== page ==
3. Tim O’Reilly was the one who started the incivility. The substance of the censorship charter, sorry, code of conduct, was bad enough, but Tim’s choice of language only inflamed the situation further. Anyone who debates in a way he dislikes is ‘pig wrestling’, apparently (the code post). Anyone who uses words he doesn’t like is ‘potty mouthed, apparently (response post).

    A word I used in my blog response to this was ‘sanctimonious’ – I think it is exactly the sort of attitude Tim is showing right now, and it is why I will never take part in any Code of Conduct which has his name associated with it.

  4. Tim O’Reilly was the one who started the incivility. The substance of the censorship charter, sorry, code of conduct, was bad enough, but Tim’s choice of language only inflamed the situation further. Anyone who debates in a way he dislikes is ‘pig wrestling’, apparently (the code post). Anyone who uses words he doesn’t like is ‘potty mouthed, apparently (response post).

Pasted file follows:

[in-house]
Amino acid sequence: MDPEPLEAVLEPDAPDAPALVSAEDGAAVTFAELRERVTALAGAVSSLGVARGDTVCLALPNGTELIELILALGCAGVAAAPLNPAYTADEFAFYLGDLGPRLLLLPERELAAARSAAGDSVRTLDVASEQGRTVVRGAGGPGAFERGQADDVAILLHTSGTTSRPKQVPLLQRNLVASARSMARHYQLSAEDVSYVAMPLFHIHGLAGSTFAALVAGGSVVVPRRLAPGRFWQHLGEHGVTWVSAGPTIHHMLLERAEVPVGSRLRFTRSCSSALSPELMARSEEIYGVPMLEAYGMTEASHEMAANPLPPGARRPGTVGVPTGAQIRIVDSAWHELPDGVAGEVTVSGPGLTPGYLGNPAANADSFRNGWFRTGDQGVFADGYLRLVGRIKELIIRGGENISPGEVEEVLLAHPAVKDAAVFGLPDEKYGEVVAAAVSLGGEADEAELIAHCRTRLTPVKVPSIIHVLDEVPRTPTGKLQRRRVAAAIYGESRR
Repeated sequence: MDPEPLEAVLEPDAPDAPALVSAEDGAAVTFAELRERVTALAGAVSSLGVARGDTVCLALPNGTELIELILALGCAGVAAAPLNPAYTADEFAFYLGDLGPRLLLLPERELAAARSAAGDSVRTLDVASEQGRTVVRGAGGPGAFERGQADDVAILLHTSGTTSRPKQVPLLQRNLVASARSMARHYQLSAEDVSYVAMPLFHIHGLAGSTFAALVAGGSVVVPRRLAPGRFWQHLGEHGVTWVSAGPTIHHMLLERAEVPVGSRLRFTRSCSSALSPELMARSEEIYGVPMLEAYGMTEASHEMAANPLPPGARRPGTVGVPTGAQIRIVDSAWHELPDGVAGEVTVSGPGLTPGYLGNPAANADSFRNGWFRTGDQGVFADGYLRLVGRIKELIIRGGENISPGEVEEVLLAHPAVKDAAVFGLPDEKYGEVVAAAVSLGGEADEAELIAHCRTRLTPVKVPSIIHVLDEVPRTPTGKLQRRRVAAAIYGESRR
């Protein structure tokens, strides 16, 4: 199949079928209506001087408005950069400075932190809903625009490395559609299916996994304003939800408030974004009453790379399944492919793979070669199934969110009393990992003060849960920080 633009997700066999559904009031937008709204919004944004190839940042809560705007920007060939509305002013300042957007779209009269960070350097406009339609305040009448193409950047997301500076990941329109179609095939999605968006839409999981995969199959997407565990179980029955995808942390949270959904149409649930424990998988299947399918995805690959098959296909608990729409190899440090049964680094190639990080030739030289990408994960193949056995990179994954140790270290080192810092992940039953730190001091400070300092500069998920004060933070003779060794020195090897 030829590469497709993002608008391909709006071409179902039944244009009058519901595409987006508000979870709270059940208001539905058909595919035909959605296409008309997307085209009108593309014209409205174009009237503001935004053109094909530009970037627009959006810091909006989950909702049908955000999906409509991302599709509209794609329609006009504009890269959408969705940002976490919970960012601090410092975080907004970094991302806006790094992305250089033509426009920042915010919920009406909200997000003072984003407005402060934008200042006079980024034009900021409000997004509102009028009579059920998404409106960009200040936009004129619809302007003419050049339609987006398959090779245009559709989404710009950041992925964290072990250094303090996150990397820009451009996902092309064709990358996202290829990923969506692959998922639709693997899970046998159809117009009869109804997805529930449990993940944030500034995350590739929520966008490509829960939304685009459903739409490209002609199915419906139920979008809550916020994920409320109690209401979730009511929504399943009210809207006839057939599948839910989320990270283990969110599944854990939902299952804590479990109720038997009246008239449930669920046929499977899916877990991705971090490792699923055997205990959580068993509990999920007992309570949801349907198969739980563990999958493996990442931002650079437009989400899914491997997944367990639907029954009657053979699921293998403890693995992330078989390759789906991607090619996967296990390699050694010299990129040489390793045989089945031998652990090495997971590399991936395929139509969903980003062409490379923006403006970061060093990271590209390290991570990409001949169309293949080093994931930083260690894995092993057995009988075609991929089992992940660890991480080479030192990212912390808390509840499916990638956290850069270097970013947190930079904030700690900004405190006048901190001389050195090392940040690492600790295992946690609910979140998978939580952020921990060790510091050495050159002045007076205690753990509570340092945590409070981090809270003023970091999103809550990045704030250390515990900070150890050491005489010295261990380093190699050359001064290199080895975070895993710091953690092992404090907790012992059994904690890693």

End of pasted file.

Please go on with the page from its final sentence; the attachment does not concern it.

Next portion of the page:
A word I used in my blog response to this was ‘sanctimonious’ – I think it is exactly the sort of attitude Tim is showing right now, and it is why I will never take part in any Code of Conduct which has his name associated with it.

  5. Michael nailed it…it *only* took 17 comments. I guess the mob accusation really struck a nerve. Too bad for them it was accurate.

  6. Michael nailed it…it *only* took 17 comments. I guess the mob accusation really struck a nerve. Too bad for them it was accurate.